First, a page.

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Rounding Up The Collection: The Story Of Trail Digital Content Collection

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2009 Annual Conference & Exposition


Austin, Texas

Publication Date

June 14, 2009

Start Date

June 14, 2009

End Date

June 17, 2009



Conference Session

Using Information Technology to Create New Information Resources

Tagged Division

Engineering Libraries

Page Count


Page Numbers

14.1037.1 - 14.1037.9



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Paper Authors


Patricia Kirkwood University of Arkansas

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Patricia is the Engineering and Mathematics Librarian at the University of Arkansas. A member of the Greater Western Library Alliance (GWLA) TRAIL project since 2006. Currently she is the chairperson of the Collections Group.

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Michael Culbertson Colorado State University

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Mike is the Engineering College Liaison Librarian at Colorado State University's Morgan Library.
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Mike is currently developing a study to look at how diverse populations use virtual reference services and developing a project to digitize the Colorado State University Civil Engineering Reports. He has been a member of the GWLA TRAIL project since 2008.

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Esther Crawford Rice University

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Esther is the Head of Kelley Center for Government Information and Micro forms. She has recently added civil engineering subject specialist to her duties at Rice University and has been a member of the GWLA TRAIL project since 2008.

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NOTE: The first page of text has been automatically extracted and included below in lieu of an abstract


Recognizing the importance of technical reports and the challenges to access presented by this material, GWLA (Greater Western Library Alliance), in collaboration with the Center for Research Libraries, developed a project to identify, digitize, archive, and provide persistent and unrestricted access to federal technical reports issued prior to 1976. Significant progress has been made since the project began in 2005. The first collection digitized, the “NBS monograph series”, was relatively easy and, along with a small subset Atomic Energy Commission series, is available at the TRAIL (Technical Report Archive and Image Library). The Bulletin series of the US Bureau of Mines found its way to the group, but provided challenges in digitization technique due to maps, foldouts, and other illustrations. Defining what is a federal technical report; determining what agencies (existing or defunct) are appropriate for inclusion; and finding paper copies of the reports of interest has been a more complicated task than expected. This paper will describe the efforts of the taskforce of engineering and government documents librarians to define, collect, and digitize one of the largest bodies of grey literature in science and engineering. Introduction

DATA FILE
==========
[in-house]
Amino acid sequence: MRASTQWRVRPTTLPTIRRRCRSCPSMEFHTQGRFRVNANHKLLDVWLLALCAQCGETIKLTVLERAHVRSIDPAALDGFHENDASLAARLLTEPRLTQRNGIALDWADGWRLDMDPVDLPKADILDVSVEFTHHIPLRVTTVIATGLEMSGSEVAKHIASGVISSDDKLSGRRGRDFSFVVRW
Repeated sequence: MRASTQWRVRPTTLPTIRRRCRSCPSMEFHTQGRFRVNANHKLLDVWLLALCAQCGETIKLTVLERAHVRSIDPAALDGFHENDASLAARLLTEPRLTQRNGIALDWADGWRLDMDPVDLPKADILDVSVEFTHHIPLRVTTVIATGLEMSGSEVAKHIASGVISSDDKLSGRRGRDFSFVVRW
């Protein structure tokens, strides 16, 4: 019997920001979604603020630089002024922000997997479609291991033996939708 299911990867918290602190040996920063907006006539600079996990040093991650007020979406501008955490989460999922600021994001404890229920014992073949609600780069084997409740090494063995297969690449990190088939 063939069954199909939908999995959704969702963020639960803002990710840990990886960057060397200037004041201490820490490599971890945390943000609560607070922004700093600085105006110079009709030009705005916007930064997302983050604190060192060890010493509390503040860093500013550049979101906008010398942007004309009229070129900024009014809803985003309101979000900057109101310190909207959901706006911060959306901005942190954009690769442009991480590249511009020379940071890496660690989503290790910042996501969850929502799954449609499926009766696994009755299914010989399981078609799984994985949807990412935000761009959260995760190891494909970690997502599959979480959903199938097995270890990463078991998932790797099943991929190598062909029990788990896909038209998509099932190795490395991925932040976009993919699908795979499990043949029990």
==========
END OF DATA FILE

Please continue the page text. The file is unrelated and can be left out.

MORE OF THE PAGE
For decades librarians and researchers in science and engineering have discussed how to provide greater access and bibliographic control to the “grey literature”: unpublished reports, pre-prints and similar documents. A significant portion of the grey literature consists of technical reports commissioned by the federal government. Technical reports are a means of communicating the progress of research in fields of technology and science. Federal technical reports have an additional attribute; they are produced using public funds, they are meant to be widely accessible. These reports are highly detailed and contain valuable information serving specialized audiences of researchers. While availability and access to the more recent (1994- current) technical report literature has greatly improved with delivery via the Internet, legacy technical report documents remain elusive to researchers. Many large research libraries across the country have sizeable collections of federally funded technical research reports, frequently a million or more reports ranging from several pages to several hundred pages. However, these collections, particularly legacy collections, are often difficult to identify and locate for several reasons:

≠ Dissemination to libraries has occurred through a variety of agencies and organizations over many years; dissemination was often based on institution profiles creating incomplete sets of reports. ≠ There is limited bibliographic access and control in science, technology and medicine indexing sources and often more than one index must be consulted to retrieve a report.

≠ Collections are usually available in some combination of print and/or microfiche and are difficult to access without known citations and mediation to navigate through the various collections and organization strategies.

Kirkwood, P., & Culbertson, M., & Crawford, E. (2009, June), Rounding Up The Collection: The Story Of Trail Digital Content Collection Paper presented at 2009 Annual Conference & Exposition, Austin, Texas. 10.18260/1-2--5070

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